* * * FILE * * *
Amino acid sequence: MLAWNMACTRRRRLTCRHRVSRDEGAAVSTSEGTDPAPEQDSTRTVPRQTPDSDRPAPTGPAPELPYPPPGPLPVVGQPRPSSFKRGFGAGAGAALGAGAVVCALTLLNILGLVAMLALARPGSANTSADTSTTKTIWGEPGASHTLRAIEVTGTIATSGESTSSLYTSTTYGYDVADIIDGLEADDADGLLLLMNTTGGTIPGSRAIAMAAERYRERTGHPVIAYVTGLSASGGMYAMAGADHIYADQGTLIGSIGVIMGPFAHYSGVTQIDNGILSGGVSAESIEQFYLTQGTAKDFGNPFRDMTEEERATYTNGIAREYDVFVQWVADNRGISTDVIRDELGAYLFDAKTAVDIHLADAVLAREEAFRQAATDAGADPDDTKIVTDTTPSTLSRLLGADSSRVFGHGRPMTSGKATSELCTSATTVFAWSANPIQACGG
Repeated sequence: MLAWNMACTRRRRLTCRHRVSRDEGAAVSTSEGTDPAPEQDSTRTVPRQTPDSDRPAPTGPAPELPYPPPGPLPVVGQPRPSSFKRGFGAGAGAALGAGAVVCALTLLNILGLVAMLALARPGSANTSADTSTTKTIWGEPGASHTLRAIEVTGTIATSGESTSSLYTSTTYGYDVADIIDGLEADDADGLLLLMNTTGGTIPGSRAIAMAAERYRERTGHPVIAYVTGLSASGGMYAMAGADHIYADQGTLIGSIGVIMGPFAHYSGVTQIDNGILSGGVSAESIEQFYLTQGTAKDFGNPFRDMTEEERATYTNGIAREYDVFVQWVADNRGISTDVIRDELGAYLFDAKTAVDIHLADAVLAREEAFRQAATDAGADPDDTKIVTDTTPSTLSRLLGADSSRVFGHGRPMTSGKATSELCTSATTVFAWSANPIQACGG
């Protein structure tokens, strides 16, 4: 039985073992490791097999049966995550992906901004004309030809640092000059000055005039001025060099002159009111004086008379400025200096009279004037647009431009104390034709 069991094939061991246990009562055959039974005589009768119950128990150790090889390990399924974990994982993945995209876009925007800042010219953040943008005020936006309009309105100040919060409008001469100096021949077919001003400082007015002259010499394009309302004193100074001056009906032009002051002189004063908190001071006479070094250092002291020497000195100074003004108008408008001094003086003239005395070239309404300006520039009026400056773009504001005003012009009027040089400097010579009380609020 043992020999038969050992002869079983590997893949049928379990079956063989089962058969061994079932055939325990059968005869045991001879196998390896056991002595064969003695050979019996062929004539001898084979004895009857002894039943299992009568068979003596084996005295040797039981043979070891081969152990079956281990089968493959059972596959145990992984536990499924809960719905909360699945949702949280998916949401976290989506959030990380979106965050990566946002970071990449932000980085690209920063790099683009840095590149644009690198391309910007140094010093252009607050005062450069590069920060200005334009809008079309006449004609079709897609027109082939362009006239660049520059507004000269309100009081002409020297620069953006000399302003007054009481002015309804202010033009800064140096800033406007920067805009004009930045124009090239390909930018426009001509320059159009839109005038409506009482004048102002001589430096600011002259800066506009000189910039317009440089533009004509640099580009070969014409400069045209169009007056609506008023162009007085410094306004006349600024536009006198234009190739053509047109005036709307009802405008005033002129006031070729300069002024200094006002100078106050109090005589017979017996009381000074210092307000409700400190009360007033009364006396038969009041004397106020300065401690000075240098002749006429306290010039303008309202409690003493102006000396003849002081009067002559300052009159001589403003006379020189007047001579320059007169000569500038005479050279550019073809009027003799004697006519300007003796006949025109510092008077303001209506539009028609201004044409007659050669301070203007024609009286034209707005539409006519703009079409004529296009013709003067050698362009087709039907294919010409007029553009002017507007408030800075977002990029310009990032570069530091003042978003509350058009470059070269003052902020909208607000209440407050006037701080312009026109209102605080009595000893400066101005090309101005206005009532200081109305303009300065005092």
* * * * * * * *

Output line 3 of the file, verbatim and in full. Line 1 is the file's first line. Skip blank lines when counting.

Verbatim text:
């Protein structure tokens, strides 16, 4: 039985073992490791097999049966995550992906901004004309030809640092000059000055005039001025060099002159009111004086008379400025200096009279004037647009431009104390034709 069991094939061991246990009562055959039974005589009768119950128990150790090889390990399924974990994982993945995209876009925007800042010219953040943008005020936006309009309105100040919060409008001469100096021949077919001003400082007015002259010499394009309302004193100074001056009906032009002051002189004063908190001071006479070094250092002291020497000195100074003004108008408008001094003086003239005395070239309404300006520039009026400056773009504001005003012009009027040089400097010579009380609020 043992020999038969050992002869079983590997893949049928379990079956063989089962058969061994079932055939325990059968005869045991001879196998390896056991002595064969003695050979019996062929004539001898084979004895009857002894039943299992009568068979003596084996005295040797039981043979070891081969152990079956281990089968493959059972596959145990992984536990499924809960719905909360699945949702949280998916949401976290989506959030990380979106965050990566946002970071990449932000980085690209920063790099683009840095590149644009690198391309910007140094010093252009607050005062450069590069920060200005334009809008079309006449004609079709897609027109082939362009006239660049520059507004000269309100009081002409020297620069953006000399302003007054009481002015309804202010033009800064140096800033406007920067805009004009930045124009090239390909930018426009001509320059159009839109005038409506009482004048102002001589430096600011002259800066506009000189910039317009440089533009004509640099580009070969014409400069045209169009007056609506008023162009007085410094306004006349600024536009006198234009190739053509047109005036709307009802405008005033002129006031070729300069002024200094006002100078106050109090005589017979017996009381000074210092307000409700400190009360007033009364006396038969009041004397106020300065401690000075240098002749006429306290010039303008309202409690003493102006000396003849002081009067002559300052009159001589403003006379020189007047001579320059007169000569500038005479050279550019073809009027003799004697006519300007003796006949025109510092008077303001209506539009028609201004044409007659050669301070203007024609009286034209707005539409006519703009079409004529296009013709003067050698362009087709039907294919010409007029553009002017507007408030800075977002990029310009990032570069530091003042978003509350058009470059070269003052902020909208607000209440407050006037701080312009026109209102605080009595000893400066101005090309101005206005009532200081109305303009300065005092």